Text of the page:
Andrew M. Cuomo is a governor in a hurry, and in many respects New York State has benefited from his impatience for getting things done. Western New York certainly has, as the region springs to life because of projects Cuomo has championed.
Yet, it is possible to go too fast, or try too hard, and that is what is occurring as Cuomo scrambles for funding to complete the necessary but enormously expensive task of building a new Tappan Zee Bridge across the Hudson River and demolishing the existing one.
The administration has orchestrated a raid on federal funds used to make low-cost or free loans to municipalities and water districts upgrading their clean water infrastructure. Yet, in late June, the state Environmental Facilities Corp., which oversees the fund for New York, approved that raid, authorizing a $511 million loan to the state Thruway Authority for bridge-related projects. It’s not known if the loan is legal or if it will stand up to scrutiny, but at a minimum it presents a clear threat to communities with critical issues for which this fund was meant.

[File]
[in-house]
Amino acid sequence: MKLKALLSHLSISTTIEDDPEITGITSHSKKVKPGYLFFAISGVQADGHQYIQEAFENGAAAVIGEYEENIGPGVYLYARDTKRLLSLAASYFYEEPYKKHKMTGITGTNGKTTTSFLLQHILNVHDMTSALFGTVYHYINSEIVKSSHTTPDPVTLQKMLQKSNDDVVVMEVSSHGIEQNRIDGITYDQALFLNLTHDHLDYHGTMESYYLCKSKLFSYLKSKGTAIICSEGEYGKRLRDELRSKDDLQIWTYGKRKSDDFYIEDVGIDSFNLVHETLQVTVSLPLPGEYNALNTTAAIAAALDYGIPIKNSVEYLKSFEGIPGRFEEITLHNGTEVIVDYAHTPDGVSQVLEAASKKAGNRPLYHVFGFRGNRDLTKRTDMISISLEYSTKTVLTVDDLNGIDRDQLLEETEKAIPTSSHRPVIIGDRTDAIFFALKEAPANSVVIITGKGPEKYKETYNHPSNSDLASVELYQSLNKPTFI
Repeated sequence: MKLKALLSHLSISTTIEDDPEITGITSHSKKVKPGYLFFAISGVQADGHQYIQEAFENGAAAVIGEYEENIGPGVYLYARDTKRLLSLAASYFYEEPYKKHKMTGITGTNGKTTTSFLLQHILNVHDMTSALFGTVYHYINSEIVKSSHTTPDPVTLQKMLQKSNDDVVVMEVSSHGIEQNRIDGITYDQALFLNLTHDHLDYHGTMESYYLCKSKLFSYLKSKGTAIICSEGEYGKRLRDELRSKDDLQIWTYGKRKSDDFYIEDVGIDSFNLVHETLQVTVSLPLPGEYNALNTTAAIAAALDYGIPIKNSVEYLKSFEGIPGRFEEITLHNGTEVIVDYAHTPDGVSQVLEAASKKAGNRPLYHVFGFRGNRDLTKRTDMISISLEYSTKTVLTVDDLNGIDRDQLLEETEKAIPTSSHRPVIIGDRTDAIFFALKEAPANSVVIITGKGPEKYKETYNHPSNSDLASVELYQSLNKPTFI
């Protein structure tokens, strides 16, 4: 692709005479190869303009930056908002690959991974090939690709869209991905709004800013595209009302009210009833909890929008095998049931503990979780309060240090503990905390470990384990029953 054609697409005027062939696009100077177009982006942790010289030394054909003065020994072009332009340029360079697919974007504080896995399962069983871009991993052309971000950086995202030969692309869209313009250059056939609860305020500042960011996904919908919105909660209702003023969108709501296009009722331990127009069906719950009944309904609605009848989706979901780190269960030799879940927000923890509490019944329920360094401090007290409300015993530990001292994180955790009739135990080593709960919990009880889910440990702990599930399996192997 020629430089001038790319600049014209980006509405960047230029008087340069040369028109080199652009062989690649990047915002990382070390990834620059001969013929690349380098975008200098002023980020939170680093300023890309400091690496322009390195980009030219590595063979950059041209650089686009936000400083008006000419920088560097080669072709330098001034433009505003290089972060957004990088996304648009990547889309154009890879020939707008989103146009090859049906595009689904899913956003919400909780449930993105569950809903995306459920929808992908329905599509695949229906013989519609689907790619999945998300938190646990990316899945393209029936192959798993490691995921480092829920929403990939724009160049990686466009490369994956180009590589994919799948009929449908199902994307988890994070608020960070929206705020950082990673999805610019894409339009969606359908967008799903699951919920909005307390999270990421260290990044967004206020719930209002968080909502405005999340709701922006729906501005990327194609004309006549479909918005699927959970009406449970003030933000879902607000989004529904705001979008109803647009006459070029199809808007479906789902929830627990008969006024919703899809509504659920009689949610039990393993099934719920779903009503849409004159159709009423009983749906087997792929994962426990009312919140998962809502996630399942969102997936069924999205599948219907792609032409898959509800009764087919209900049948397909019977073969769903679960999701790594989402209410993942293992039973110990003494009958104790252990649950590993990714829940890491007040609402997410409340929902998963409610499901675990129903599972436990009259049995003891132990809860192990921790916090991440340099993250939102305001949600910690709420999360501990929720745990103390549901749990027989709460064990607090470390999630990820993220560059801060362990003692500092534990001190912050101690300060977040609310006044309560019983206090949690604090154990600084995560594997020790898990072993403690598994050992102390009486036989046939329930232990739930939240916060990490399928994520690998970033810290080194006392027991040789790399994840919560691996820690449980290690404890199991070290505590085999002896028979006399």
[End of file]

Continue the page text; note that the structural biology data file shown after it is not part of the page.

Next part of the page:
The deteriorated bridge, which crosses the Hudson River at virtually its widest point, must be replaced. With an estimated price tag of $3.9 billion, some creative financing for this project is bound to be necessary to keep tolls affordable. But pilfering from a fund meant to protect the state’s clean water supplies is too big a stretch with too high a price – at least not without closer examination.
The state is defending the loan. In a letter last week to the regional administrator of the Environmental Protection Agency, Joseph Martens said the loan was well within the “EPA’s history of encouraging innovation.” Martens, who is commissioner of the state Department of Environmental Conservation as well as chairman of the Environmental Facilities Corp.’s board of directors, insisted that “the fact that a loan is either unconventional or new is not a negative.” That’s true, though it doesn’t answer the fundamental issues of legality and appropriateness.
Cuomo is in a hurry. He has been on a mission to accomplish tasks in New York that have lagged for years and even decades, including improvements at the Peace Bridge and a new economy for Western New York. That takes effort and it takes shaking up stale bureaucracies. This region is clearly the better for it.
But this is a moment to take a breath. The process of pursuing this questionable loan has had virtually no public input and no serious vetting of any kind. Perhaps the loan represents the best of a range of bad choices and needs to be adopted. But that’s impossible to know today.
The process is continuing. The loan must still be approved by the Thruway Authority board and the Public Authorities Control Board, where any one of its three voting members could reject the loan.
It’s not clear that’s what should happen, but without further clarification of the issues, it’s the only responsible choice.